446 F2d 569 Bergschneider v. P Denver
446 F.2d 569
Gerald BERGSCHNEIDER, Appellant,
Richard P. DENVER, Respondent.
United States Court of Appeals, Ninth Circuit.
Aug. 13, 1971.
Gerald Bergschneider in pro. per.
George J. Franscell Asst. City Atty., Thomas B. Cummings, Deputy City Atty., Los Cangeles, Cal., for respondent.
Before KOELSCH, BROWNING and DUNIWAY, Circuit Judges.
The district court dismissed plaintiff's action on the ground that plaintiff's amended complaint showed on its face that suit on the claim was barred by limitations.
The purported claim is one under the Civil Rights Act and is based upon an alleged civil conspiracy entered into by defendant with several others. The statute of limitations applicable to such claim is Cal.Civ.Proc. 338, subd. 1 (Donovan v. Reinbold, 433, F.2d 738 (9th Cir. 1970)), which provides that an action must be commenced within three years from the claim's accrual. This court has held in conspriacy cases that a statute of limitations statrs to run on the date of the last overt act alleged to have caused the complainant injury. Lambert v. Conrad, 308 F.2d 571 (9th Cir. 1962); Hoffman v. Halden, 268 F.2d 280 (9th Cir. 1959). In this case that date was September 5, 1965.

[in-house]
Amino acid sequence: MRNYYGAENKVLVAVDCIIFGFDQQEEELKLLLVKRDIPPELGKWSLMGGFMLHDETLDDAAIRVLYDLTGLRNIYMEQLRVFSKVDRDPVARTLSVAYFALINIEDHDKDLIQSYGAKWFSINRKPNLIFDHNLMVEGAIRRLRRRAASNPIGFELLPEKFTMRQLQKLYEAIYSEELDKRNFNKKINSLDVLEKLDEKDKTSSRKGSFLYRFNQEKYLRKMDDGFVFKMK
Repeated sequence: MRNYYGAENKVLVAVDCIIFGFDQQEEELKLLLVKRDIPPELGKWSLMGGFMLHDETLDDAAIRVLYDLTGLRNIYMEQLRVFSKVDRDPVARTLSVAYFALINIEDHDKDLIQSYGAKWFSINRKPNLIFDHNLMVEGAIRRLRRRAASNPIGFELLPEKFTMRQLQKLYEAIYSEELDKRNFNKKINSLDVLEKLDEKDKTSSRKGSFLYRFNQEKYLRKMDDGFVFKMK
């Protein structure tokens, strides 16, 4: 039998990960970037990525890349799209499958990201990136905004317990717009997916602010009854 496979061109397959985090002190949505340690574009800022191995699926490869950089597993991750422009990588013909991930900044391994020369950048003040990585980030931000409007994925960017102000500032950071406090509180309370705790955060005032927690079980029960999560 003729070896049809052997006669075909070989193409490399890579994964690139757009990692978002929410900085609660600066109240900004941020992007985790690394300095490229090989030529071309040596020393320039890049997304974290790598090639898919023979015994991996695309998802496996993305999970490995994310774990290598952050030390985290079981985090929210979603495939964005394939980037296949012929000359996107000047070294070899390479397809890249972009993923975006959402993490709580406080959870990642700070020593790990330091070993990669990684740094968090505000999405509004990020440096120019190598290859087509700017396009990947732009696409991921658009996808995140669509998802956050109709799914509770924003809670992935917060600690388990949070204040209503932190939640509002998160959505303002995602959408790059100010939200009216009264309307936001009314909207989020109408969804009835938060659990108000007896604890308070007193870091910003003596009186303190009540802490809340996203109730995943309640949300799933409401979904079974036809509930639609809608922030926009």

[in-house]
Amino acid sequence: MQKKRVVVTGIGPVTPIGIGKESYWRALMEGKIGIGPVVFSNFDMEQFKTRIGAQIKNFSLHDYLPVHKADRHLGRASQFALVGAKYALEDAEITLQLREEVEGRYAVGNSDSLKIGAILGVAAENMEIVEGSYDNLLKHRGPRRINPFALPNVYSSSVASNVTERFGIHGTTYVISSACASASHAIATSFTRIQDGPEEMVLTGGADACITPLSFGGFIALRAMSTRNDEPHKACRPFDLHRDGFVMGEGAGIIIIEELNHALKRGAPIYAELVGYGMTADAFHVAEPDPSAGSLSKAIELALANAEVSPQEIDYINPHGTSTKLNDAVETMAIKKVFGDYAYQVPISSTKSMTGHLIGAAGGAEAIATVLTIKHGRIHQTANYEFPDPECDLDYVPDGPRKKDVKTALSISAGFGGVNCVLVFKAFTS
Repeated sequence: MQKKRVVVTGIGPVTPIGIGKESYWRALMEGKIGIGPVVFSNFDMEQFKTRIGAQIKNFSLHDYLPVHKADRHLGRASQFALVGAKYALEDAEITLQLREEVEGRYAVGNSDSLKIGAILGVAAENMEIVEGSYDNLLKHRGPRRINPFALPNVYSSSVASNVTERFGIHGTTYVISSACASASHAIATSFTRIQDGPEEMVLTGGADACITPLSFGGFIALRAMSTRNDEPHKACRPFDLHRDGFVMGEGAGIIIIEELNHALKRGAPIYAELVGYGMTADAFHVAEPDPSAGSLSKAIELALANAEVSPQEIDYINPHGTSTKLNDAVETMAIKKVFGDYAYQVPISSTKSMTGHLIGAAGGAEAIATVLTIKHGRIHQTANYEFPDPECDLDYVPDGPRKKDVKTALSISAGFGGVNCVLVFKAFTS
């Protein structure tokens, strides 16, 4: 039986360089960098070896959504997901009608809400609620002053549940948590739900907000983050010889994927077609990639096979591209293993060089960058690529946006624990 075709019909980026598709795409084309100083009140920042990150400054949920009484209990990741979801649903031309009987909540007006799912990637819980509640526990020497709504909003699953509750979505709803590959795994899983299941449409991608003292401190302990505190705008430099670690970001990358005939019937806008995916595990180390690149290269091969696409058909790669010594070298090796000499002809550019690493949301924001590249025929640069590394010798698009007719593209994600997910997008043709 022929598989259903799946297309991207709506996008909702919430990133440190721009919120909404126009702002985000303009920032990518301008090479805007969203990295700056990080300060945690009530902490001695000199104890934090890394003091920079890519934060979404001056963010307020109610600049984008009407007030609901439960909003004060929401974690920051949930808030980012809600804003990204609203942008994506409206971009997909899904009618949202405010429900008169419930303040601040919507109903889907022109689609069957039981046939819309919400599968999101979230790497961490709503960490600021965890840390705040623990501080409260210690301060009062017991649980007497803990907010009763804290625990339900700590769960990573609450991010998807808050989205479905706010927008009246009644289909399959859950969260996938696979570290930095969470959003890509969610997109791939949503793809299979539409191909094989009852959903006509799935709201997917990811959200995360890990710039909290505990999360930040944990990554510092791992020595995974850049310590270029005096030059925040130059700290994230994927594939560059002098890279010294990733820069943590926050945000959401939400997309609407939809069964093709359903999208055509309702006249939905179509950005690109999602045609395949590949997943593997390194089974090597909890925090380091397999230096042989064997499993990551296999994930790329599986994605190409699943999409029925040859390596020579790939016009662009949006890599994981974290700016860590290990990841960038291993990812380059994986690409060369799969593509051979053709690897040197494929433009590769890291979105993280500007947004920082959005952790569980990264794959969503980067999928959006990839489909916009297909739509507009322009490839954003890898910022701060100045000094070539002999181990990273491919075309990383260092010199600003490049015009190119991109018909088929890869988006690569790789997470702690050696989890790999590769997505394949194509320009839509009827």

True, plaintiff did not commence this action until January 17, 1969-- well beyond the three year period. But plaintiff, in his amended complaint, made allegations to the effect that on September 5, 1965-- the date the claim accrued-- he was, and thereafter remained, until March 23, 1966, continuously imprisoned in execution of the sentence of a criminal court. By virtue of Cal.Code Civ.Proc. 352, subd. 3 the statute of limitations was tolled during that period. Ney v. California, 439 F.2d 1285 (9th Cir. 1971). Thus, plaintiff's allegations affirmatively showed that the action was not barred; the court should not have dismissed it.1
The judgment is reversed and the cause is remanded for further proceedings.
Defendant's contention that no civil rights claim is stated was not presented to the district court; we therefore express no opinion on its merits